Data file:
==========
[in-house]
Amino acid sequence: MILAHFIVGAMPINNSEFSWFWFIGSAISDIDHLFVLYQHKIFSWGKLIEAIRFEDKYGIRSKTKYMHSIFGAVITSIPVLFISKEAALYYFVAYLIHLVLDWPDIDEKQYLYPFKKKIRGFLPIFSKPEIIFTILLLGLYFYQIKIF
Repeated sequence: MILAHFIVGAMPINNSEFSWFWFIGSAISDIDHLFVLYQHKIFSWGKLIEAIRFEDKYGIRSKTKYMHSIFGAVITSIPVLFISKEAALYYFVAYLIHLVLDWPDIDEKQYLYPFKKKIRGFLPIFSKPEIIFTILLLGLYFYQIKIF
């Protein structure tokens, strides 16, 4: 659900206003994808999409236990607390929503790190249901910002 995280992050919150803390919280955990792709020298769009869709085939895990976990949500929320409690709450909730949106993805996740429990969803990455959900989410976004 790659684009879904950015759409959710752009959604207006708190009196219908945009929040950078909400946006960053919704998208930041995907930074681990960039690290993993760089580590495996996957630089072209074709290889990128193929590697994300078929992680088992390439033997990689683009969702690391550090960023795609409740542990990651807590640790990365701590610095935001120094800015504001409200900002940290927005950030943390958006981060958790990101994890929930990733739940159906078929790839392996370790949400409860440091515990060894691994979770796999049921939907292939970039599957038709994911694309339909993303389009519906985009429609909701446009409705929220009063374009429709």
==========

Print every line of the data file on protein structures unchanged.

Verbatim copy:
[in-house]
Amino acid sequence: MILAHFIVGAMPINNSEFSWFWFIGSAISDIDHLFVLYQHKIFSWGKLIEAIRFEDKYGIRSKTKYMHSIFGAVITSIPVLFISKEAALYYFVAYLIHLVLDWPDIDEKQYLYPFKKKIRGFLPIFSKPEIIFTILLLGLYFYQIKIF
Repeated sequence: MILAHFIVGAMPINNSEFSWFWFIGSAISDIDHLFVLYQHKIFSWGKLIEAIRFEDKYGIRSKTKYMHSIFGAVITSIPVLFISKEAALYYFVAYLIHLVLDWPDIDEKQYLYPFKKKIRGFLPIFSKPEIIFTILLLGLYFYQIKIF
């Protein structure tokens, strides 16, 4: 659900206003994808999409236990607390929503790190249901910002 995280992050919150803390919280955990792709020298769009869709085939895990976990949500929320409690709450909730949106993805996740429990969803990455959900989410976004 790659684009879904950015759409959710752009959604207006708190009196219908945009929040950078909400946006960053919704998208930041995907930074681990960039690290993993760089580590495996996957630089072209074709290889990128193929590697994300078929992680088992390439033997990689683009969702690391550090960023795609409740542990990651807590640790990365701590610095935001120094800015504001409200900002940290927005950030943390958006981060958790990101994890929930990733739940159906078929790839392996370790949400409860440091515990060894691994979770796999049921939907292939970039599957038709994911694309339909993303389009519906985009429609909701446009409705929220009063374009429709």